In the most impressive caves around the world, massive stalactites hang like daggers of ice, stalagmites rise majestically from the ground, and unusual creatures roam the depths. These astonishing feats of nature are rivaled by entire underground cities and chapels of worship carved out by hand.
Ready to add cave exploration to your bucket list? Grab your hard hat, hold your nerve, and join us on a journey into the center of the earth.
Son Doong Cave - Quang Bình Province, Vietnam
At 656 feet wide, 492 feet high and almost 5.6 miles long, Son Doong is the world’s largest known cave.
First discovered by a Vietnamese man named Ho Khanh in 1991, it didn’t become world-famous until a group of British cavers explored it in 2009, uncovering a surrounding network of more than 150 caves.
Son Doong was created up to five million years ago by river water eroding away the limestone beneath a mountain. Inside, limestone formations – some as tall as office buildings – jut up from the earth, and streams of crystal clear water join an enormous lake colored an unearthly shade of blue.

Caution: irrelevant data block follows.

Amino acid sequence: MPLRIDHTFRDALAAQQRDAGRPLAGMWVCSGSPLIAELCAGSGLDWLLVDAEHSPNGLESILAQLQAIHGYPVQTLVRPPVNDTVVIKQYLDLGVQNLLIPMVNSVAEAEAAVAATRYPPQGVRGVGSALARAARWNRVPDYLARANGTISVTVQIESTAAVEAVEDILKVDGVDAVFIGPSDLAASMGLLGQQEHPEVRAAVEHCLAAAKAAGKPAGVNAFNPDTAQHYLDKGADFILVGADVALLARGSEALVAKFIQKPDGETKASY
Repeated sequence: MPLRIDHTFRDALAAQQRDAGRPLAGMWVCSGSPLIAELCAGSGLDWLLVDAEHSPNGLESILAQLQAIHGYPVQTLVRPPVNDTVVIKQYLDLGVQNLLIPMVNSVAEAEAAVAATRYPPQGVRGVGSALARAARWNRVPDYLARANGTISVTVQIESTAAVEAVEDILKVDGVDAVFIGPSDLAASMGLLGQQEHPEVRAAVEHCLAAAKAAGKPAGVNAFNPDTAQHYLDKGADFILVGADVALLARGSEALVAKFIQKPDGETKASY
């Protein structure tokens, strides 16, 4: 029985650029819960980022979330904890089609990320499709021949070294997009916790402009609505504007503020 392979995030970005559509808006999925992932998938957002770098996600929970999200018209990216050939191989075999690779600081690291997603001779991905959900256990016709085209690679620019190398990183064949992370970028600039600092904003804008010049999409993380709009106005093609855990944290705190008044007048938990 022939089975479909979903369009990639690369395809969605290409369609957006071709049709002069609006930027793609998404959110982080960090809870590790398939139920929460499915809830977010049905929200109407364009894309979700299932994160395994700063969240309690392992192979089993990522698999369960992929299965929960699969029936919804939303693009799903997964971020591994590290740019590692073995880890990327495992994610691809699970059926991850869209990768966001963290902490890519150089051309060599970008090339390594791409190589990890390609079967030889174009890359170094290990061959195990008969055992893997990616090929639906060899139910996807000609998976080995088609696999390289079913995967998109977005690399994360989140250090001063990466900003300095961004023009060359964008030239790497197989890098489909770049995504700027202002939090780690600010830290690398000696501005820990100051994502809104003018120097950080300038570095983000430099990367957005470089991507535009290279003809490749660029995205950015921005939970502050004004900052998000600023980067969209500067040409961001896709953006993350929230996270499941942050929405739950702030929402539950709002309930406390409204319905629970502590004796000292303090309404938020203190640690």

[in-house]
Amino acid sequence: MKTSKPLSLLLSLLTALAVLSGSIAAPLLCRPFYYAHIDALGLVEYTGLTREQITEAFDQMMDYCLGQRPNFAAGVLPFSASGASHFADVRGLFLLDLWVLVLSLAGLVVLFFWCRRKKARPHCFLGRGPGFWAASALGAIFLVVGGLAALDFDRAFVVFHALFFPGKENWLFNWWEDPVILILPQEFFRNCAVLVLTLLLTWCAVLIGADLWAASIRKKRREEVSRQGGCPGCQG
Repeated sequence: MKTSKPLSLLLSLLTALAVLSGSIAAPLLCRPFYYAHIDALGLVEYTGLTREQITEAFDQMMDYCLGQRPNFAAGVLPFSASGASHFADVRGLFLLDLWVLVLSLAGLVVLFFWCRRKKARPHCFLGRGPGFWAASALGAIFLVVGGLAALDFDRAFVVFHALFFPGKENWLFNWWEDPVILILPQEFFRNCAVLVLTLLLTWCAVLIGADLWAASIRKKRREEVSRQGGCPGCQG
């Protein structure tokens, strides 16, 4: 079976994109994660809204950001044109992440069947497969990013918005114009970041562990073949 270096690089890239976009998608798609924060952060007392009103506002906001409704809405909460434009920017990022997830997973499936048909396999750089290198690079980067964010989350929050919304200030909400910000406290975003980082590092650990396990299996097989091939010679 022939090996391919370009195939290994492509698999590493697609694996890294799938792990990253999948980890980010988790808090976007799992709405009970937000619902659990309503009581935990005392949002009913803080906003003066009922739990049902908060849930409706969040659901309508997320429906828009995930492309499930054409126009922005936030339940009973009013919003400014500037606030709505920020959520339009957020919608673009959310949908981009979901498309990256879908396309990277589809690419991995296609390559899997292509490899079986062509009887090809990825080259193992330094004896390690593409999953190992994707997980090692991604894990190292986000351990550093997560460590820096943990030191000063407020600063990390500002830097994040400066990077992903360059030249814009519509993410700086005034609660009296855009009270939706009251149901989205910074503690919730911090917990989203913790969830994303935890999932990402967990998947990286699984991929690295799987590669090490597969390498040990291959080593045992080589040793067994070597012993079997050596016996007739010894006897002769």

The atmosphere in the massive cave is often surreal: where the limestone ceiling has collapsed, shafts of light pierce through the darkness, while mist formed at the cave’s entrance lends an eerie feel.
Waitomo Caves - Waitomo, New Zealand
The Waitomo Caves in New Zealand get their name from the Maori words “wai,” for water, and “tomo,” meaning hole in the ground.
The caves formed over 30 million years ago and are home to thousands of glow worms whose luminous light turns the main cave into a magical fairy grotto. The creatures, called Arachnocampa luminosa, are unique to New Zealand.
The enormous Cathedral Cavern, filled with stalactites, stalagmites and other naturally sculpted limestone formations, can be traversed via boat or on foot. Adrenaline-seekers can explore the cave complex by swimming, crawling through passages, jumping off waterfalls, and scaling the cave walls using rope.